I could write about how Jocelyn is three months old today. And how she is 13 lbs. 11 oz., and 25 inches long. (In other words, she has sky-rocketed off the charts here.) And how she is a very happy, content baby. 

And I could tell you how parenting, the thing I feared and worried about for 9 months prior to her birth, has now become one of the greatest joys of my life. And how I am so thankful for the gift of another month of life with Jocelyn in our care.

But I don’t know what to write about.

Grace and Peace,

October 12, 2013


My dad was not able to come and see Jocelyn when she was born. He asked if Jocelyn and I would come visit so that he could meet her before Christmas. I said yes. My mom said we should make it a surprise. I agreed.

Plan A: Leave our house at 1:30 am. Take a shuttle to Guatemala City. Arrive at the airport at 5 am. Fly to Houston. Fly to Grand Rapids. Arrive at 4:30 pm. Get picked up by my mom. Crash Savannah's birthday party and pull off a very epic surprise for my siblings and grandparents.

Plan B: Leave our house at 1:30 am. Take a shuttle to Guatemala City. On the way out of town encounter a drunk driver, swerving at, cutting off, and flipping off our driver. Drive so fast through the curvy mountain roads that we arrive in Guatemala City in only 3 hours at 4:30 am. Get a lot of grief at Guatemalan customs because Jocelyn does not have a Guatemalan passport, only a US passport. Cry for 30 minutes of the flight to Houston. (Jocelyn, not me.) Delay our flight to Grand Rapids for an hour. 45 minutes into the flight, be told that we have technical difficulties, and have to fly back to Houston. Say a curse word in my head. (Only one.) Instead, fly 15 minutes to Shreveport, Louisiana. Spend 3 hours in the airport waiting while they fix the plane. Try not to cry. (Me, not Jocelyn.) Learn that the problem was a loose bolt in the air conditioning. Think just one more curse word in my head. Arrive in Grand Rapids at 9:30 pm. Be epically surprised at the airport by my siblings waiting for us, because mom called them back to their house after the birthday party to tell them we were coming.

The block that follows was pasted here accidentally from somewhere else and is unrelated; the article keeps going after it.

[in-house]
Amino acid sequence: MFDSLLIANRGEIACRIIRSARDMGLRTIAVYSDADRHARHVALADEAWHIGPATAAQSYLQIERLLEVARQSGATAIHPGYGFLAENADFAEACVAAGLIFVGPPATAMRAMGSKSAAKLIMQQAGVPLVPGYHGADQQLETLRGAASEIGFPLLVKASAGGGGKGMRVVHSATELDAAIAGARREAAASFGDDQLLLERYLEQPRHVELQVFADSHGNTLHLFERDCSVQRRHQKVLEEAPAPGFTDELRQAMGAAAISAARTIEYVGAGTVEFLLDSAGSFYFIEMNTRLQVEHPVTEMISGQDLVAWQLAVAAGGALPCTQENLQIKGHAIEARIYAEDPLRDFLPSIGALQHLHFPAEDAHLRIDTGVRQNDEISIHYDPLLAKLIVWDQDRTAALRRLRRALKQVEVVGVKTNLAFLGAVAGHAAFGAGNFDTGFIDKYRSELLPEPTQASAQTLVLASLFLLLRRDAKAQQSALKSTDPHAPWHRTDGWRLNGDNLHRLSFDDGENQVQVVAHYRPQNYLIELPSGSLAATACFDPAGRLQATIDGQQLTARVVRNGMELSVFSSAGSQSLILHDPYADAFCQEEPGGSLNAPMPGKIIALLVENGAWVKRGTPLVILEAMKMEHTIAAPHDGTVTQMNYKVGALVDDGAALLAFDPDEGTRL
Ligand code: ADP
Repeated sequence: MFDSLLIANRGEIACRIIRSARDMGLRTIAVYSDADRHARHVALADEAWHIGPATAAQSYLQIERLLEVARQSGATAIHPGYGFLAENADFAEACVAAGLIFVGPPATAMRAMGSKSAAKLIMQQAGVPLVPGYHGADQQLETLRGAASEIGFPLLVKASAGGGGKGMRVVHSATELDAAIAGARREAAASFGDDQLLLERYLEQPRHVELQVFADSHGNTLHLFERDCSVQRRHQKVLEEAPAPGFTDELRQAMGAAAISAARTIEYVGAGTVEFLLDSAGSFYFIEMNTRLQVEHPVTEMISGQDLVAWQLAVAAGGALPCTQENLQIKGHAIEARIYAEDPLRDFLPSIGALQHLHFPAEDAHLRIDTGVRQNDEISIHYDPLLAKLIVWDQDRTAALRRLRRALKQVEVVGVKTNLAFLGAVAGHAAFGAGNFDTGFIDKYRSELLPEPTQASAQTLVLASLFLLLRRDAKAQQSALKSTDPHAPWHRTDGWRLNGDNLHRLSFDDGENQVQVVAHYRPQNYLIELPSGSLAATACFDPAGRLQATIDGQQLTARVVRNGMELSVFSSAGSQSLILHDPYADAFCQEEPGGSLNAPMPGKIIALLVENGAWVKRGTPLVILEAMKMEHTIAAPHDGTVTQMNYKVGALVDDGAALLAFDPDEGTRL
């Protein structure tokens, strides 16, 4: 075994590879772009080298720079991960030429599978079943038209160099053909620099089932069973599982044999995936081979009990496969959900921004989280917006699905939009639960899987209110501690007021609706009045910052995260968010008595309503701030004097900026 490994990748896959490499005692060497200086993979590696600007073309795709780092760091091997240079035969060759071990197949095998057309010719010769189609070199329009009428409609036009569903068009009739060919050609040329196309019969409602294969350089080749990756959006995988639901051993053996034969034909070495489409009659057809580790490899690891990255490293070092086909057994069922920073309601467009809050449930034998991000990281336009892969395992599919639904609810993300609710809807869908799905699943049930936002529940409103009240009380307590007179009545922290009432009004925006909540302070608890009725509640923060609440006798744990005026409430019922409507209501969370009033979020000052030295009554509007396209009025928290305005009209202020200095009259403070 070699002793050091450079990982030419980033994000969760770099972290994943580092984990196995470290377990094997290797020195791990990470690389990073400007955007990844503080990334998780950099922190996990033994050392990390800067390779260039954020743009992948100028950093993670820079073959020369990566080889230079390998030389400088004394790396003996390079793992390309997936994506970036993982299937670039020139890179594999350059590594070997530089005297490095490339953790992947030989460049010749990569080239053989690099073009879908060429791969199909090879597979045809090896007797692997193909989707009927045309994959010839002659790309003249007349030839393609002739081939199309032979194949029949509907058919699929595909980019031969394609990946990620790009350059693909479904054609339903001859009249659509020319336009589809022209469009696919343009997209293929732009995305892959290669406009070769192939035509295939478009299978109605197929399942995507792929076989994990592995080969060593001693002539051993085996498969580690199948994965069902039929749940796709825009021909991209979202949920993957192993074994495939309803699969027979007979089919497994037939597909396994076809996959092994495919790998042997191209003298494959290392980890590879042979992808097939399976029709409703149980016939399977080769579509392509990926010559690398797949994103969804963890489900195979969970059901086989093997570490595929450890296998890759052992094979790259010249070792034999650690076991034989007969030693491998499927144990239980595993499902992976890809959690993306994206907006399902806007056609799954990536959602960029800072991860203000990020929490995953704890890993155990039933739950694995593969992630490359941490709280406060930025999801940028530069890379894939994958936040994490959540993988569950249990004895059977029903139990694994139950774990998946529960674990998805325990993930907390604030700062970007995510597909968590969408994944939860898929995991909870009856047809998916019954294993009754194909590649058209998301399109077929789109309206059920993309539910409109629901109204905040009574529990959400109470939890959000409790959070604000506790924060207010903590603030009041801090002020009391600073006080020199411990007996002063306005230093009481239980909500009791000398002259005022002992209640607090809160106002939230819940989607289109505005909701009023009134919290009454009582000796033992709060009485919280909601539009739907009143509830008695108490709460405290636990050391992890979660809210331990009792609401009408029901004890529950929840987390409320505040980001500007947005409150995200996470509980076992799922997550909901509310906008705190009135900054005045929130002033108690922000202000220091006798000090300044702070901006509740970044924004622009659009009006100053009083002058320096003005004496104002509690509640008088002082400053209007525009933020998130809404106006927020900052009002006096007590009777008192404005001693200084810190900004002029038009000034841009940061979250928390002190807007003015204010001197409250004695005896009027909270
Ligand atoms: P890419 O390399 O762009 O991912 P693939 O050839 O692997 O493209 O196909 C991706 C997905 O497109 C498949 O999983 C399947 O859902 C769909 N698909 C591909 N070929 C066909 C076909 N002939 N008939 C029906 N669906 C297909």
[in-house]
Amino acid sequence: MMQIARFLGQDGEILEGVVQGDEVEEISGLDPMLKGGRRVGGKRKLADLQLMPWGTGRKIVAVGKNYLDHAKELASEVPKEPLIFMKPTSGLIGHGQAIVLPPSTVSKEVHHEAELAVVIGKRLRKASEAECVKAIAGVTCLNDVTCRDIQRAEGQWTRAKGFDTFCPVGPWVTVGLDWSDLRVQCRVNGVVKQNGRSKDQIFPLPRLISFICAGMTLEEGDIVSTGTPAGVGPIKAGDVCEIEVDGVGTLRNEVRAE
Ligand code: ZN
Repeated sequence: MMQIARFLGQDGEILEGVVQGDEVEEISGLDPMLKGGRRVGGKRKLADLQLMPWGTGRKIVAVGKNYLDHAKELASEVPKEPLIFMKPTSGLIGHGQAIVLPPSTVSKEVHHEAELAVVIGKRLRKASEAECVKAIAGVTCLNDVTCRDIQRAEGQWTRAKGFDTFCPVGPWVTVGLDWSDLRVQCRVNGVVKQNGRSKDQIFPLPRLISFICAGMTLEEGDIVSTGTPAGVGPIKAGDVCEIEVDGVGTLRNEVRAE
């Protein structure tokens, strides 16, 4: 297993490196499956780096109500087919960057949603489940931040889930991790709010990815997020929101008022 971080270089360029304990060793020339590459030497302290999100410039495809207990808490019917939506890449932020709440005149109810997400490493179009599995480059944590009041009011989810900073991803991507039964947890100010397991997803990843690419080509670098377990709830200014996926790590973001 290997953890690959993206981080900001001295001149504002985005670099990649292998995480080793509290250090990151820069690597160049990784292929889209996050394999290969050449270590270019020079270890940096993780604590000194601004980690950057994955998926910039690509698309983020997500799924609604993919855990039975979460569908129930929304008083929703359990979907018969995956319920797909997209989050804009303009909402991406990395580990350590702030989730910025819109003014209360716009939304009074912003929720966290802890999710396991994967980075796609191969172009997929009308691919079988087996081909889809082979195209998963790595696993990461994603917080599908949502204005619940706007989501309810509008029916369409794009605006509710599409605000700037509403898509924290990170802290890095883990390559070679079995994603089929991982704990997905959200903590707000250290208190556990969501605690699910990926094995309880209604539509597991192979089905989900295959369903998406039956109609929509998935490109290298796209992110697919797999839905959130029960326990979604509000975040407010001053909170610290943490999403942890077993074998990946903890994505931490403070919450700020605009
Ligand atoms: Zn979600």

We decided to keep things exciting and go with Plan B. And we decided to simply be thankful that we arrived safely.

Check out a few pictures from this awesome 10 day trip.

At the airport, patiently waiting for us to arrive.

So thankful for my awesome brothers and sisters!

Relieved to have finally made it home.

Surrounded by lots of love.

Meeting Grandpa Potgeter for the first time.

Right away the next morning, we went to surprise my grandparents. For both grandparents, my mom walked in with Jocelyn, while I hid. Here is when we went to see Grandma Potgeter. I believe her exact words were, "Whose baby do you have now?!" She was quite surprised to see me walk around the corner.

Getting a little love from Great-Grandma.

Four generations.

Great-Grandpa Potgeter! Grandma called him right away and told him to come home for a special surprise. When Grandpa questioned her, I believe her exact words were, "Just come home, and then you can go wherever you want!"

Very blessed with wonderful grandparents!

Next we went to see Grandma Post. We were impressed with how quickly she guessed whose baby my mom was holding. "Is that Kendra's baby?!"

Grandma Post has 36 grandchildren (18 boys and 18 girls) and 64 great-grandchildren (32 boys and 32 girls). Jocelyn is #64 of the great-grandchildren, and #100 of her total grandkids! I think that is prize-worthy.

Four generations.

Cousin time! With Kaden and Riley.

It was so great to see Jocelyn around all of her cousins. They loved her too.

Cousin Felicity.

Cousin Faith.

Cousin Natalie.

Cousin Jackson.

Cousin Jude. Jocelyn is 2 months and Jude is 6 months...and they are about the same height.

Uncle Kyle and Cousin Kaden.

Mommy's friend Kaylee! Can't wait for her to visit us in a week!

Old and new friends. Aubrie, my friend since elementary school, and her daughter, Eila.

Eila and Jocelyn. Hanging out and having a good time.

Enjoying a Michigan autumn for the first time in 6 years. Carving pumpkins with Felicity.

Faith's finished pumpkin.

An outtake: Natalie didn't want to take a picture. Just take my word for it that the real picture turned out super cute...but this made me laugh.

A little grandpa time.

A few more outtakes. My mom wanted her Christmas card to be of all the grandkids. In a series of many pictures, this was probably the best one she had...

...And this was probably the worst. You can almost feel the chaos of babies crying, kids squirming, and most not looking at the camera. Thankfully we gathered another day and took some great pictures of all the grandkids for mom's Christmas cards.

We were able to do a lot of fun things, and see a lot of wonderful people. Leaving was harder than ever, but I am so thankful that we had this time together!

Grace and peace,

ps. Our trip back went perfectly. Thank goodness.